He wrung the boy's hand until Hugh almost writhed under the pressure; while the happy "grandma" continued to devour the plump, rosy-cheeked face of her charge with her eyes, as though she could not tear her gaze away.
Long they continued to sit there and talk, always upon that one subject, because everything else must be subordinated to the wonderful revelation that had come to them, to prove that truth is often stranger than fiction.
Three times did Hugh suggest that he had better be heading towards home: but they pleaded with him to stay "just a little longer"; for their starved hearts found it hard to let the newly found treasure out of sight, even for a short time.
"But I must really be going," Hugh finally told them. "It is now after ten, and mother will be worrying about the child, not knowing, of course, that he has found a new protector, two of them, in fact. You can both come over after breakfast in the morning, and visit the boy. If his mother has regained her senses, and the doctor permits it, you will be able to settle the matter once and for all by seeing her."
So with that they had to rest content. The child was bundled up warmly, and tenderly placed in the sleigh by his huge grandfather, after the old lady had kissed his forehead and cheeks a dozen times.
Then they were off, and shortly afterwards arrived at the Morgan home. Deacon Winslow insisted on carrying the tiny chap indoors; after which he hastened back, to sit up most of the night with his wife, talking of the wonderful thing that had come to bless them in their old age.
And Hugh, on his part, had a deeply interested auditor in his mother, as he spun the yarn that equaled anything he had ever read in the Arabian Nights.
IN A SAFE HARBOR AT LAST
Hugh had finished breakfast on Sunday morning, and was out looking after a few pets he had in the way of Belgian hares and homing pigeons, when he heard his mother calling him.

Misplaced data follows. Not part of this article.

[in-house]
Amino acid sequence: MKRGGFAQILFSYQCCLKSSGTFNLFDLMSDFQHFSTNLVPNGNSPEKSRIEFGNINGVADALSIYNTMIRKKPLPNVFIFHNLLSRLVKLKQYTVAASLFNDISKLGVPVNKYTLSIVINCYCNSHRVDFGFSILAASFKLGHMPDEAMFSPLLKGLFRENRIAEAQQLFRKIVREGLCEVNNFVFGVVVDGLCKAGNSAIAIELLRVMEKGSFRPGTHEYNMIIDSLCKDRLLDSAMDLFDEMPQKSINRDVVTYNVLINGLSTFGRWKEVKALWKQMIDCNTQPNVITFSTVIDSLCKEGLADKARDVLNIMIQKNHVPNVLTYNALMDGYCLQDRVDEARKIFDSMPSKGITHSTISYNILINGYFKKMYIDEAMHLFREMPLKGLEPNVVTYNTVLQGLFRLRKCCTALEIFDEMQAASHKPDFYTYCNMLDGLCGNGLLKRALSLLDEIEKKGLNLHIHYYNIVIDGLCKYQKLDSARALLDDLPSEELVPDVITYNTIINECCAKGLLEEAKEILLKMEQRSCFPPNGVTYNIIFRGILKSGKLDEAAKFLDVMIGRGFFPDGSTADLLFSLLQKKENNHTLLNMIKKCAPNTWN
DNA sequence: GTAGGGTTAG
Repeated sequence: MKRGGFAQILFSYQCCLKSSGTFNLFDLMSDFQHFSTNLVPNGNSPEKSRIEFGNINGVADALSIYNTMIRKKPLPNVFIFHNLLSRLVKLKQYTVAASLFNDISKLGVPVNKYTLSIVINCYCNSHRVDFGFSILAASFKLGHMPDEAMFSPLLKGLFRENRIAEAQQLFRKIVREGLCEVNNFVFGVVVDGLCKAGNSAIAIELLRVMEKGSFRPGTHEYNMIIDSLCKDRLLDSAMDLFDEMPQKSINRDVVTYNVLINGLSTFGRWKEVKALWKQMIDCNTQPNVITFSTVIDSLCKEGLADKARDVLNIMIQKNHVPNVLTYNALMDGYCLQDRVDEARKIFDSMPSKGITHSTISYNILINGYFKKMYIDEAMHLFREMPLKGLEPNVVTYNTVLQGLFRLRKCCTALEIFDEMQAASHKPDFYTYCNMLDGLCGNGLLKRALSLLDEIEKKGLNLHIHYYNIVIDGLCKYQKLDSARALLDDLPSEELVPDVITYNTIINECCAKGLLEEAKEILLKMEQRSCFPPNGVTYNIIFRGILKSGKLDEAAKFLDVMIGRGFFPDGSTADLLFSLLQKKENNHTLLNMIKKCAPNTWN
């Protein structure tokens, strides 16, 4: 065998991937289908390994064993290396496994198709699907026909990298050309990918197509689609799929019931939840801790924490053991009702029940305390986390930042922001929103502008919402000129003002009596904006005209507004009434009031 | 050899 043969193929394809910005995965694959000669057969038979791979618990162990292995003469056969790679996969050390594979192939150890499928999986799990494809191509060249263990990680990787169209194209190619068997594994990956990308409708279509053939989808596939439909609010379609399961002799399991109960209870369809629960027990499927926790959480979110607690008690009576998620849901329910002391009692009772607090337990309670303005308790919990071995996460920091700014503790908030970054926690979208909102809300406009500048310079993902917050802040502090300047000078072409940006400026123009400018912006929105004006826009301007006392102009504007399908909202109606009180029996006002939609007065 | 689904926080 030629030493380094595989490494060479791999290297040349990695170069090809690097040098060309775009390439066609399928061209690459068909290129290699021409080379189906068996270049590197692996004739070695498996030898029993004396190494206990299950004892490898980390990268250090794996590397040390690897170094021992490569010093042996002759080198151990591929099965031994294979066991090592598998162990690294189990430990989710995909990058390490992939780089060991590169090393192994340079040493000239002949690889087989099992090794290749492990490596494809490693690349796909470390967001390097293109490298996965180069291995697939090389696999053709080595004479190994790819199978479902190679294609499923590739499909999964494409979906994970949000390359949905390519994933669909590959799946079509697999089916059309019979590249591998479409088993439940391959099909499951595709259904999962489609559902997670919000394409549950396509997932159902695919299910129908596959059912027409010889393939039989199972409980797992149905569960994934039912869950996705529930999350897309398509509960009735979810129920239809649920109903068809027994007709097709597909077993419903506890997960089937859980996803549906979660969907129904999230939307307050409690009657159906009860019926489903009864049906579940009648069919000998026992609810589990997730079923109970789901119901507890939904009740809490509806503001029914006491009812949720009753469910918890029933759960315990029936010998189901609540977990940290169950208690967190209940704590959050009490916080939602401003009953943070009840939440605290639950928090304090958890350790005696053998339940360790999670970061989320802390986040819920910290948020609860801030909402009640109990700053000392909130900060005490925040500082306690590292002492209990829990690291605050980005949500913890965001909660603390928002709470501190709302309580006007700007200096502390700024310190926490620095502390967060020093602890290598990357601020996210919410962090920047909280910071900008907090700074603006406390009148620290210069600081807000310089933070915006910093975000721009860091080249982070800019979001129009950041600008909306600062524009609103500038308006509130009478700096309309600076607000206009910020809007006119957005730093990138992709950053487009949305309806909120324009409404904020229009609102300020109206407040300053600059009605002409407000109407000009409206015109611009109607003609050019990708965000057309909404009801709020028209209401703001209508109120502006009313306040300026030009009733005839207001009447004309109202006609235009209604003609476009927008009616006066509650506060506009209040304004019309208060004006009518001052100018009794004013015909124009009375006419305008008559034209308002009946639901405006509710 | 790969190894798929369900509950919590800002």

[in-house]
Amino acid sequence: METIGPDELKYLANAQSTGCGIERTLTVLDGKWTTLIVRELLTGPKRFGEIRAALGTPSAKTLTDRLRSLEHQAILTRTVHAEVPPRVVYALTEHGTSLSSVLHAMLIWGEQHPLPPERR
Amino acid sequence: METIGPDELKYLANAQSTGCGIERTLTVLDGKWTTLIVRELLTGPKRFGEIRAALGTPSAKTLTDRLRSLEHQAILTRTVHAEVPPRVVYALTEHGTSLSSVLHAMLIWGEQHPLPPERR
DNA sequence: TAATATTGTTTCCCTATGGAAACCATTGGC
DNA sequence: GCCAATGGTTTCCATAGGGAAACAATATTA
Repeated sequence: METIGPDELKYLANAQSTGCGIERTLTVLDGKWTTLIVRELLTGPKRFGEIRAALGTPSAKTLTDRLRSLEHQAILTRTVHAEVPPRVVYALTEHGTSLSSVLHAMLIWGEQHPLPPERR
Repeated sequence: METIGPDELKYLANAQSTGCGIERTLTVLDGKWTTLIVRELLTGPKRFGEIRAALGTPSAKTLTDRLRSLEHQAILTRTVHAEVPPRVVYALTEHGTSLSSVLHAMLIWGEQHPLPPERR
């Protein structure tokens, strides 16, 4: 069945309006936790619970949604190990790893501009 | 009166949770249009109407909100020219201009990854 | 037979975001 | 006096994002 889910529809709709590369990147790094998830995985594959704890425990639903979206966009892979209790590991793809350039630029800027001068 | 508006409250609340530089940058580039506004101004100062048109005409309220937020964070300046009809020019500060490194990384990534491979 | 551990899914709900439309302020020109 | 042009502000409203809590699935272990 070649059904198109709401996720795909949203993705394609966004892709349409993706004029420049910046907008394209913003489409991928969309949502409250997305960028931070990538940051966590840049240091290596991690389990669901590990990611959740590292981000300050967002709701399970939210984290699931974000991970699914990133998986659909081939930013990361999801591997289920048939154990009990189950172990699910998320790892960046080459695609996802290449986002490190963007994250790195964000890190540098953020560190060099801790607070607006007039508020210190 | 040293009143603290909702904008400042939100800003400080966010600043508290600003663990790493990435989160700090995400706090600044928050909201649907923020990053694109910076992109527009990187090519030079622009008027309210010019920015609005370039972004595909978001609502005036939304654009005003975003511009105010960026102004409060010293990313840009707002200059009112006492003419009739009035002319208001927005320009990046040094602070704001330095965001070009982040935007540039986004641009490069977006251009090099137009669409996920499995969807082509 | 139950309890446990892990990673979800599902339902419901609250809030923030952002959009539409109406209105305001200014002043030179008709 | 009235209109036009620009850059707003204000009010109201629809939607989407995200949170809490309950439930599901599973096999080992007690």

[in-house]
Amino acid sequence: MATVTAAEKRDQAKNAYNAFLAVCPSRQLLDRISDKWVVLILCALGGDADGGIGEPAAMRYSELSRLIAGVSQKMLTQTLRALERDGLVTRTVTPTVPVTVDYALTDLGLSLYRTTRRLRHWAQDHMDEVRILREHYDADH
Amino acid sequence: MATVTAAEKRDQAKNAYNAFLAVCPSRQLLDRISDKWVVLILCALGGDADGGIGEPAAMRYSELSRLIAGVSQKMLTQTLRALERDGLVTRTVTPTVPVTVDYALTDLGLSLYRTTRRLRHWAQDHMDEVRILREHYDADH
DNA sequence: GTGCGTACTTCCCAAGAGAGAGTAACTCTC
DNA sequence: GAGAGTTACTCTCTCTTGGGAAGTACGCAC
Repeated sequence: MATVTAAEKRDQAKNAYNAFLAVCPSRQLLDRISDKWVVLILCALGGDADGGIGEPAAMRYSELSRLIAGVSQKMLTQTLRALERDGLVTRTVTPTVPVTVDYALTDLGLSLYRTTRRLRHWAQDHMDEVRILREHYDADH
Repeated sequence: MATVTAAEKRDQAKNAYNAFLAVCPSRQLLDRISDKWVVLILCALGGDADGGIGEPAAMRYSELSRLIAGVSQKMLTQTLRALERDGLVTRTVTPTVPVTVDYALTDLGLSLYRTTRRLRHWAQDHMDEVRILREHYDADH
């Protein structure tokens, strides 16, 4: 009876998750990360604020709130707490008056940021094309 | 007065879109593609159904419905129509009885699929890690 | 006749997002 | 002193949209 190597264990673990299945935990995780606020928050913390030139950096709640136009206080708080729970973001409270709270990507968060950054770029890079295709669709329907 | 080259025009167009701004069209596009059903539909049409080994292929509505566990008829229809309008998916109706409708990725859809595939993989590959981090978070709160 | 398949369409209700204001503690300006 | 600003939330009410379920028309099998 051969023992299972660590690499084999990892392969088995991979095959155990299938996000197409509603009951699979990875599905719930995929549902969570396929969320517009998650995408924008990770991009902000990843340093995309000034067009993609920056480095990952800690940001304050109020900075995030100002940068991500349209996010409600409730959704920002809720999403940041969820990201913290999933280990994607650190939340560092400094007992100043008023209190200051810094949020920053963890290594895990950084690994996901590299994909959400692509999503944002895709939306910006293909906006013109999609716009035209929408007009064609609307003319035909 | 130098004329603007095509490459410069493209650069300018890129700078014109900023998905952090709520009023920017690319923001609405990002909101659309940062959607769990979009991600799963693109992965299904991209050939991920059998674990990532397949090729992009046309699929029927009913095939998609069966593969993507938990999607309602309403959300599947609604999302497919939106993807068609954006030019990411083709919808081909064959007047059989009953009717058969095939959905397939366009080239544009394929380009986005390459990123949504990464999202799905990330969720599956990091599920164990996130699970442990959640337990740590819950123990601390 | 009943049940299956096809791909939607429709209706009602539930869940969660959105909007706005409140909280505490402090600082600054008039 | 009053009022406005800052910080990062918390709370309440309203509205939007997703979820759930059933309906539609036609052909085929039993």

"Coming, Mother!" he answered hack, thinking on the spur of the moment he was needed to look after the furnace or steam boiler, from which the hired girl did not always succeed in getting the best results on particularly frosty mornings.
She waited for him just inside the door. Hugh saw immediately that his first surmise was wrong, for there was a look on her face to tell him it was no trivial matter she had to communicate.
"What is it, Mother?" he asked quickly.
"She is asking for you, Hugh," he was told.
Then he suddenly remembered about the young mother who had lain there since Thursday evening, and out of her mind with fever.
"Oh! then the good old Doc was right!" Hugh exclaimed; "he said, you know, that he felt sure she'd be in her right senses by Sunday morning. You've been talking with her, have you, Mother?"
"Yes, and relieving her immediate curiosity and alarm," he was told. "Naturally, she was full of wonder when she awoke to find herself in a strange room, with no little Joey near by. She thought it was the hospital, and that the cold had claimed him for a victim. But I soon calmed her fears, and she knows now all about how she came here; and also that her boy is still sleeping happily close by; for he is taking a long nap this morning, after his dissipation of last night."
"But, you didn't say anything about the deacon and his dear old wife, did you?" continued Hugh.
"Not a word, my son. I wished you to be the one to convey the glad news to that poor young mother. She wanted to ask me further questions, but I avoided committing myself. She did come from the Far West, it appears. Her money ran out just too soon and they had to leave the train at a station this side of Waldron Falls. She was go determined to reach Scranton before night that she actually started out afoot, it seems, despite the cold and the snow-covered roads. Several kind-hearted men gave them lifts on the way; but it was a long journey, and she became exhausted before reaching her destination. But come with me, Hugh; she wishes to thank you face to face."
Hugh did not like that part of it. As a rule, he ran away from such scenes; but in this case he knew that would never do, since he wished to learn further concerning Joey and his mother; and, besides, had some pleasant information to tell her that must cheer her heart amazingly, and also hasten her recovery.
So he followed his mother into the spare room where the young woman lay. She had been propped up with extra pillows by Mrs. Morgan while they talked, though kept well covered up. Indeed, the loving hands of the older lady had succeeded in placing a warm, knitted sack upon her arms and shoulders, Hugh saw.